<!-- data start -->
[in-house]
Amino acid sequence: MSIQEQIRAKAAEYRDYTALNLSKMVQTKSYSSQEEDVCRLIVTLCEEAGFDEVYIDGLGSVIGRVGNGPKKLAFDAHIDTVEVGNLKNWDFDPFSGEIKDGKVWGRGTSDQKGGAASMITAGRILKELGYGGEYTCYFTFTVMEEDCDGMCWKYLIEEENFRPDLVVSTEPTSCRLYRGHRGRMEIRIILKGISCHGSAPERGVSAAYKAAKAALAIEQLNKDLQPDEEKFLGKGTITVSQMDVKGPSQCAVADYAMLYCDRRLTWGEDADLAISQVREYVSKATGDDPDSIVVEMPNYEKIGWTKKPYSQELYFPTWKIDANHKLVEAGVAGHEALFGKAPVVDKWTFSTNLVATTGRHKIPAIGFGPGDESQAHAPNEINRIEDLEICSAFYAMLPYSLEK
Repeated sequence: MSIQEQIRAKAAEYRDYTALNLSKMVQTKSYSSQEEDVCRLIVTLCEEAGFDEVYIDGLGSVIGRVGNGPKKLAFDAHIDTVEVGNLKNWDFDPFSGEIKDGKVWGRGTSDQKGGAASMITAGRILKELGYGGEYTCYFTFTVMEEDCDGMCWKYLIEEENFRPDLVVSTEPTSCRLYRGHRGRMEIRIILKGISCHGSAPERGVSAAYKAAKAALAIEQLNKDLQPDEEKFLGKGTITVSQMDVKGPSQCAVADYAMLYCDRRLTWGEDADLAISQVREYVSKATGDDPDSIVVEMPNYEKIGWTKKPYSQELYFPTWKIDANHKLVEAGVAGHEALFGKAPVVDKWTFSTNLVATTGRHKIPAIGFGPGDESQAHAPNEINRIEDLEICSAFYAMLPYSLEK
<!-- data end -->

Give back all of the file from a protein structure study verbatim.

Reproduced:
[in-house]
Amino acid sequence: MSIQEQIRAKAAEYRDYTALNLSKMVQTKSYSSQEEDVCRLIVTLCEEAGFDEVYIDGLGSVIGRVGNGPKKLAFDAHIDTVEVGNLKNWDFDPFSGEIKDGKVWGRGTSDQKGGAASMITAGRILKELGYGGEYTCYFTFTVMEEDCDGMCWKYLIEEENFRPDLVVSTEPTSCRLYRGHRGRMEIRIILKGISCHGSAPERGVSAAYKAAKAALAIEQLNKDLQPDEEKFLGKGTITVSQMDVKGPSQCAVADYAMLYCDRRLTWGEDADLAISQVREYVSKATGDDPDSIVVEMPNYEKIGWTKKPYSQELYFPTWKIDANHKLVEAGVAGHEALFGKAPVVDKWTFSTNLVATTGRHKIPAIGFGPGDESQAHAPNEINRIEDLEICSAFYAMLPYSLEK
Repeated sequence: MSIQEQIRAKAAEYRDYTALNLSKMVQTKSYSSQEEDVCRLIVTLCEEAGFDEVYIDGLGSVIGRVGNGPKKLAFDAHIDTVEVGNLKNWDFDPFSGEIKDGKVWGRGTSDQKGGAASMITAGRILKELGYGGEYTCYFTFTVMEEDCDGMCWKYLIEEENFRPDLVVSTEPTSCRLYRGHRGRMEIRIILKGISCHGSAPERGVSAAYKAAKAALAIEQLNKDLQPDEEKFLGKGTITVSQMDVKGPSQCAVADYAMLYCDRRLTWGEDADLAISQVREYVSKATGDDPDSIVVEMPNYEKIGWTKKPYSQELYFPTWKIDANHKLVEAGVAGHEALFGKAPVVDKWTFSTNLVATTGRHKIPAIGFGPGDESQAHAPNEINRIEDLEICSAFYAMLPYSLEK